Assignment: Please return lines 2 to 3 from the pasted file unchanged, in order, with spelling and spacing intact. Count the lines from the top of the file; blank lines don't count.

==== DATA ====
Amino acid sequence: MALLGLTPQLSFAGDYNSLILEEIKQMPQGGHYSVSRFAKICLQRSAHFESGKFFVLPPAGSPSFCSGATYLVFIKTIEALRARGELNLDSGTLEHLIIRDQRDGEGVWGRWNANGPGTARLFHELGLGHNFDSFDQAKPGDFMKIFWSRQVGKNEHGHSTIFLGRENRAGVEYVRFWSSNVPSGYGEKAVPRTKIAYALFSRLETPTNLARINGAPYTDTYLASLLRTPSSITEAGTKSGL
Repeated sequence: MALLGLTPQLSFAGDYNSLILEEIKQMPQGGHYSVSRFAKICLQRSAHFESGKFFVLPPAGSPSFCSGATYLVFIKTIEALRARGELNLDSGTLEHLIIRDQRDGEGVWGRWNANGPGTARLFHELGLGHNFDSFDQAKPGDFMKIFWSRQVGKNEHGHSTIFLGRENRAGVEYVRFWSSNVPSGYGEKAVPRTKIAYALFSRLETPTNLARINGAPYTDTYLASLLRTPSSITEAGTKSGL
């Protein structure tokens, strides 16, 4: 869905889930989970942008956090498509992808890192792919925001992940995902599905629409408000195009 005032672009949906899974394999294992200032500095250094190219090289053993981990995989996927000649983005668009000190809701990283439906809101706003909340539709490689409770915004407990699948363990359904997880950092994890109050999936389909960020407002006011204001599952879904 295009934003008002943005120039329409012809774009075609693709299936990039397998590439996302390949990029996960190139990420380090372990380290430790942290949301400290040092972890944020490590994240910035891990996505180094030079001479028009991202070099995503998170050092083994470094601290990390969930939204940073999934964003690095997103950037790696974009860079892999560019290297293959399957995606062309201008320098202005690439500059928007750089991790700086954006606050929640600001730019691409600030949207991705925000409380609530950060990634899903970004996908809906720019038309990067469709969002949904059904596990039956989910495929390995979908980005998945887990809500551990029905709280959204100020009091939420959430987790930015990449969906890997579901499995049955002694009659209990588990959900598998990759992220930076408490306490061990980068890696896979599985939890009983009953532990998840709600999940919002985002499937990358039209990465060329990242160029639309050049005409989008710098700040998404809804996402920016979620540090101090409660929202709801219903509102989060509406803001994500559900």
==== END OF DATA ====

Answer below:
Repeated sequence: MALLGLTPQLSFAGDYNSLILEEIKQMPQGGHYSVSRFAKICLQRSAHFESGKFFVLPPAGSPSFCSGATYLVFIKTIEALRARGELNLDSGTLEHLIIRDQRDGEGVWGRWNANGPGTARLFHELGLGHNFDSFDQAKPGDFMKIFWSRQVGKNEHGHSTIFLGRENRAGVEYVRFWSSNVPSGYGEKAVPRTKIAYALFSRLETPTNLARINGAPYTDTYLASLLRTPSSITEAGTKSGL
């Protein structure tokens, strides 16, 4: 869905889930989970942008956090498509992808890192792919925001992940995902599905629409408000195009 005032672009949906899974394999294992200032500095250094190219090289053993981990995989996927000649983005668009000190809701990283439906809101706003909340539709490689409770915004407990699948363990359904997880950092994890109050999936389909960020407002006011204001599952879904 295009934003008002943005120039329409012809774009075609693709299936990039397998590439996302390949990029996960190139990420380090372990380290430790942290949301400290040092972890944020490590994240910035891990996505180094030079001479028009991202070099995503998170050092083994470094601290990390969930939204940073999934964003690095997103950037790696974009860079892999560019290297293959399957995606062309201008320098202005690439500059928007750089991790700086954006606050929640600001730019691409600030949207991705925000409380609530950060990634899903970004996908809906720019038309990067469709969002949904059904596990039956989910495929390995979908980005998945887990809500551990029905709280959204100020009091939420959430987790930015990449969906890997579901499995049955002694009659209990588990959900598998990759992220930076408490306490061990980068890696896979599985939890009983009953532990998840709600999940919002985002499937990358039209990465060329990242160029639309050049005409989008710098700040998404809804996402920016979620540090101090409660929202709801219903509102989060509406803001994500559900």